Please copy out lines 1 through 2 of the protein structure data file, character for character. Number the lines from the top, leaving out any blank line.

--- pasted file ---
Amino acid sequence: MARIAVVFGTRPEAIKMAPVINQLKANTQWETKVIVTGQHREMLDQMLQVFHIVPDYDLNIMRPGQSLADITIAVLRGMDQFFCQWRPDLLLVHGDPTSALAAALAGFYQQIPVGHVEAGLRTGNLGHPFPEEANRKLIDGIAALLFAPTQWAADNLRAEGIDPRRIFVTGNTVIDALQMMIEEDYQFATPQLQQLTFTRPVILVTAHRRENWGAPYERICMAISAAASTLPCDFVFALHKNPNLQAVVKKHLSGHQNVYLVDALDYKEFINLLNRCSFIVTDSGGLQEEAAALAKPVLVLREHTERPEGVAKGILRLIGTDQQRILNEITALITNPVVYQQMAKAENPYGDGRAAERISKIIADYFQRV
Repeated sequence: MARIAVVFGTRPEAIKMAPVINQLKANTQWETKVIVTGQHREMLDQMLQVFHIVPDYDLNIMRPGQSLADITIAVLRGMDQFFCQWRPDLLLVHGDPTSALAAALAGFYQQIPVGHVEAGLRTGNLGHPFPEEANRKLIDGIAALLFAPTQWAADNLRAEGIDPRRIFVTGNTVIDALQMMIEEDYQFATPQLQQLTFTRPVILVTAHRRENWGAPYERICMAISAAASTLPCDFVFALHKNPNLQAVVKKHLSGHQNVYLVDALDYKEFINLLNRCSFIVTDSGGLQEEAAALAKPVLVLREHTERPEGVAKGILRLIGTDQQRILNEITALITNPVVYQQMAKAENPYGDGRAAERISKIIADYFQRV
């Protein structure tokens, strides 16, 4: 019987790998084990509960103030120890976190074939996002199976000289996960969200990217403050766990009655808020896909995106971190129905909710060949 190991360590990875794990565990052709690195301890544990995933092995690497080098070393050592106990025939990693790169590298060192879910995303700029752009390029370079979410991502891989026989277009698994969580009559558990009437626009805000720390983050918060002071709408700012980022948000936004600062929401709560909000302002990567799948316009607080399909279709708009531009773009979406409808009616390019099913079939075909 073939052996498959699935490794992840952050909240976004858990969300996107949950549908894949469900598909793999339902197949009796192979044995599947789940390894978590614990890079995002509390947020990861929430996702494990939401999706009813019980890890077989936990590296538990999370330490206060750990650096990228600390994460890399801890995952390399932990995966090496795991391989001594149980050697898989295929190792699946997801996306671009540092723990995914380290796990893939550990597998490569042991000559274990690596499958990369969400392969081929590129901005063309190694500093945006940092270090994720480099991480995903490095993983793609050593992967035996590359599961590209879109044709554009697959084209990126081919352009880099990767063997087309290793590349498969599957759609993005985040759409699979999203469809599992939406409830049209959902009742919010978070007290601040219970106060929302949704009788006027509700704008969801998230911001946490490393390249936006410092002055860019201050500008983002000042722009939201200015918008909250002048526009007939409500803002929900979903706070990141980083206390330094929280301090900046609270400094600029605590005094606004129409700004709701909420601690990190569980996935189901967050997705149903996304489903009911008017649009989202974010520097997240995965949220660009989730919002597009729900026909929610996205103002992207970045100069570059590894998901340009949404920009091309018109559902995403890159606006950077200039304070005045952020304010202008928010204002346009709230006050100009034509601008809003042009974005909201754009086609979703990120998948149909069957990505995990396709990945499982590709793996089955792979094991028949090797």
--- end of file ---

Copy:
Amino acid sequence: MARIAVVFGTRPEAIKMAPVINQLKANTQWETKVIVTGQHREMLDQMLQVFHIVPDYDLNIMRPGQSLADITIAVLRGMDQFFCQWRPDLLLVHGDPTSALAAALAGFYQQIPVGHVEAGLRTGNLGHPFPEEANRKLIDGIAALLFAPTQWAADNLRAEGIDPRRIFVTGNTVIDALQMMIEEDYQFATPQLQQLTFTRPVILVTAHRRENWGAPYERICMAISAAASTLPCDFVFALHKNPNLQAVVKKHLSGHQNVYLVDALDYKEFINLLNRCSFIVTDSGGLQEEAAALAKPVLVLREHTERPEGVAKGILRLIGTDQQRILNEITALITNPVVYQQMAKAENPYGDGRAAERISKIIADYFQRV
Repeated sequence: MARIAVVFGTRPEAIKMAPVINQLKANTQWETKVIVTGQHREMLDQMLQVFHIVPDYDLNIMRPGQSLADITIAVLRGMDQFFCQWRPDLLLVHGDPTSALAAALAGFYQQIPVGHVEAGLRTGNLGHPFPEEANRKLIDGIAALLFAPTQWAADNLRAEGIDPRRIFVTGNTVIDALQMMIEEDYQFATPQLQQLTFTRPVILVTAHRRENWGAPYERICMAISAAASTLPCDFVFALHKNPNLQAVVKKHLSGHQNVYLVDALDYKEFINLLNRCSFIVTDSGGLQEEAAALAKPVLVLREHTERPEGVAKGILRLIGTDQQRILNEITALITNPVVYQQMAKAENPYGDGRAAERISKIIADYFQRV